Cleveland Soccer Group plans professional soccer team
Cleveland Soccer Group announced Monday it’s launching a men’s professional soccer team to join a new MLS league in 2025.
Cleveland Soccer Group will become the third independent club in the new MLS NEXT Pro league, which includes Ohio’s Columbus Crew 2. It was established in June 2021 by Major League Soccer and just completed its inaugural season, according to a news release.
The new team’s name, color and crest will be announced “in the near future,” a spokesperson said Monday. More information can be found later at ClevelandProfessionalSoccer.com.
Michael Murphy, who will be the club’s CEO and is co-founder of Cleveland Soccer Group, said bringing a professional soccer team back to Cleveland will be a boon to economic development, connecting the city to “billions of soccer fans around the world.”
“If we do it right, soccer will transform this region for the better,” he said Monday.
"We're super excited," Murphy told Scene. "It's a huge step to get MLS NEXT Pro here. Cleveland's going to have professional outdoor men's soccer. We're going to compete. We're going to put butts in seats. We have a brand in Cleveland that travels around the world. Fans are going to be excited."
The team doesn't yet have a name — Murphy said they will embark on a listening tour to engage with local communities in 2023 before they settle on anything — and there is not yet seats for those butts to sit in — the group is committed to building a right-sized, soccer-first stadium — but the first step is officially done.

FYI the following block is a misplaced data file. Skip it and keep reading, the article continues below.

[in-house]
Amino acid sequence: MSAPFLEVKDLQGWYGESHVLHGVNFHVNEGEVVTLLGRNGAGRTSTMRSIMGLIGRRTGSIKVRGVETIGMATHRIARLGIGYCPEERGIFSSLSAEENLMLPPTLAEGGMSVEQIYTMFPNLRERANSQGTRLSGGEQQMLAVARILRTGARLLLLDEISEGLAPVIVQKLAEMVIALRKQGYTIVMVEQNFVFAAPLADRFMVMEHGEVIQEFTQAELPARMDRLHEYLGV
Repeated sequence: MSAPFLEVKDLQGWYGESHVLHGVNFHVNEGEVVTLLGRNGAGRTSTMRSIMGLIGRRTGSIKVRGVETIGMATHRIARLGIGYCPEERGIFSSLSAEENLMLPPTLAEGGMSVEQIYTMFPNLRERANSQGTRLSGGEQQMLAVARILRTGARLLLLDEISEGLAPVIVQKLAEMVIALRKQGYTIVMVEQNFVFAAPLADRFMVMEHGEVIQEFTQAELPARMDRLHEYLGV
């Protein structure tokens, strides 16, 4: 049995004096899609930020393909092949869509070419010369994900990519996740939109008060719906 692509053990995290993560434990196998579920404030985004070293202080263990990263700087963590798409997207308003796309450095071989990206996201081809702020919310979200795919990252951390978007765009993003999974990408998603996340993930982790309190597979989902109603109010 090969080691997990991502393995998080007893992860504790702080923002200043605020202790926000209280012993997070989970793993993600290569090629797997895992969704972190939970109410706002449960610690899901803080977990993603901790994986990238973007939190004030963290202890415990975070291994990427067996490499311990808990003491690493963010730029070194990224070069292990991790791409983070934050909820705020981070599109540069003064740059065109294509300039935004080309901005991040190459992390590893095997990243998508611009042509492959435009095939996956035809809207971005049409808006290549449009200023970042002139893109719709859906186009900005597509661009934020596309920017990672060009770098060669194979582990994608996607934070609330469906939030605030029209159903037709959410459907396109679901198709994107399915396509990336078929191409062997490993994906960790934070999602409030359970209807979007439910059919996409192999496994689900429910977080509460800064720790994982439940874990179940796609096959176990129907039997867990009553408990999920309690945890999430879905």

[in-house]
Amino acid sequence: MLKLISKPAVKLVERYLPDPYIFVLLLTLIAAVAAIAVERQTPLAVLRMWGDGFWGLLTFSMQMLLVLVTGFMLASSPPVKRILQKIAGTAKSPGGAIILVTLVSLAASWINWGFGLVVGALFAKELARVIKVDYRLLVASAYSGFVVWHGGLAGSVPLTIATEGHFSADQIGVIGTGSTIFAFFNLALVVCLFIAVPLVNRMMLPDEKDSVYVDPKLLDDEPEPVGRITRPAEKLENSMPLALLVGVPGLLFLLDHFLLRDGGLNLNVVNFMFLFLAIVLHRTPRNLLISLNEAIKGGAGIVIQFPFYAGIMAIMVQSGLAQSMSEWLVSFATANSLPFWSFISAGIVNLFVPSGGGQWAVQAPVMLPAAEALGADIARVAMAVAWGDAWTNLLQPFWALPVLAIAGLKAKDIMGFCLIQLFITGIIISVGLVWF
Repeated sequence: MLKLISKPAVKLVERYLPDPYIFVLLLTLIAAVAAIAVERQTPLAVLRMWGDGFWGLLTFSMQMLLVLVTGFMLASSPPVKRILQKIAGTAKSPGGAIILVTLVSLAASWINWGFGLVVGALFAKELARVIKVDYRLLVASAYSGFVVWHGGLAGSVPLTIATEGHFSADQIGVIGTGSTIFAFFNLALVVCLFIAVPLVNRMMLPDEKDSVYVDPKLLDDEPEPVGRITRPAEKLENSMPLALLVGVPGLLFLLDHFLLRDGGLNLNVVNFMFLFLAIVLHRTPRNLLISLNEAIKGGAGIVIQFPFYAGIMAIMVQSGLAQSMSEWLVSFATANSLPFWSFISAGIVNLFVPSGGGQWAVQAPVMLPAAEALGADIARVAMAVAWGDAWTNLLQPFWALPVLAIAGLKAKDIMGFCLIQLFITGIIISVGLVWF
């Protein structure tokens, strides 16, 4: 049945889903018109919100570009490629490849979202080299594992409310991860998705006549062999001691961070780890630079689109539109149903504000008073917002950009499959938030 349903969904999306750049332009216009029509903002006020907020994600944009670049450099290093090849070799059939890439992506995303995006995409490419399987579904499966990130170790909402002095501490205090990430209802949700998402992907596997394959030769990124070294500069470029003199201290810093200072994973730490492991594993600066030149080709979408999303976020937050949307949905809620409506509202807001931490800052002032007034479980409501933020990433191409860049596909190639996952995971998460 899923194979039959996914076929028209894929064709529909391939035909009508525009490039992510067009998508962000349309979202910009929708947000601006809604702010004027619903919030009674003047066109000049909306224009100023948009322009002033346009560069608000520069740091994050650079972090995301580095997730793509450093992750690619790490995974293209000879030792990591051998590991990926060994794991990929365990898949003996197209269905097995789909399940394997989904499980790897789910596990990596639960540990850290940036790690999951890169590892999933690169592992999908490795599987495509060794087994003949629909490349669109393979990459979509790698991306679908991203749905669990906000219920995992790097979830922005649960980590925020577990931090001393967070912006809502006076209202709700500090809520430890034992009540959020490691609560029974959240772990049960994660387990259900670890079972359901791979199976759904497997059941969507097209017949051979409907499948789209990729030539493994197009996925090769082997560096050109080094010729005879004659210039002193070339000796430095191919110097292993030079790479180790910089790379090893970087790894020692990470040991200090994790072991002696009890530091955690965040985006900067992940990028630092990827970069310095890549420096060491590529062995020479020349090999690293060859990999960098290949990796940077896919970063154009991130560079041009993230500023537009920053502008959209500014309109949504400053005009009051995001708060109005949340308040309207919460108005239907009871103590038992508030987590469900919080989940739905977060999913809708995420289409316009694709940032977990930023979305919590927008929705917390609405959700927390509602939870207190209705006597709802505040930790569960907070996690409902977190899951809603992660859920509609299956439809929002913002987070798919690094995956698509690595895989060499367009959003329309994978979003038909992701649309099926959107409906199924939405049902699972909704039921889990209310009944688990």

MLS Next Pro, created as a bridge between MLS and MLS youth academies, is a third-tier league that debuted in 2022 with 21 teams. Twenty of those had direct MLS affiliations; Rochester New York FC plays as an independent club.
The young league is already in the midst of quick expansion, with seven more MLS -affiliated clubs joining for the 2023 season along with another independent expansion team in Carolina beginning play in 2024.
Cleveland, when it joins in 2025, with also be independent.
Murphy and Cleveland Soccer Group co-founder Nolan Gallagher, whose film distribution company Gravitas Ventures was sold last year for $73 million, have for years pushed to bring professional soccer to Cleveland. MLS NEXT Pro officials made a site visit to Cleveland in July, as Scene first reported, and the two sides have spent the fall hammering out the details.
MLS NEXT Pro president Charles Altchek told Scene he's very familiar with Ohio, having worked with the Columbus Crew and FC Cincinnati, and was sold on Cleveland after talking to Murphy and Gallagher over the past year.
"I spent a lot of time getting to know them, understanding their vision, and that matched up with what we want to accomplish with our new league," he said. "They have a big vision of what they want to achieve in Cleveland with professional soccer and our visions aligned with what MLS NEXT Pro is going to be now and in the future. It's not just about soccer. It's about everything that's happening on and off the field and creating opportunities for all those who want to get into the game, from underrepresented groups and from around the world. What better way to bring everyone together than soccer?"
Murphy indeed believes soccer can bring Cleveland together, and he wants to hear from the community as the team takes shape.
"The exact process for the name will be rolled out in 2023," he said. "I want to go on a listening tour to hear from fans, to have the community help choose the right name, color and crest, a design that really represents Cleveland. I hope to have a lot of community involvement."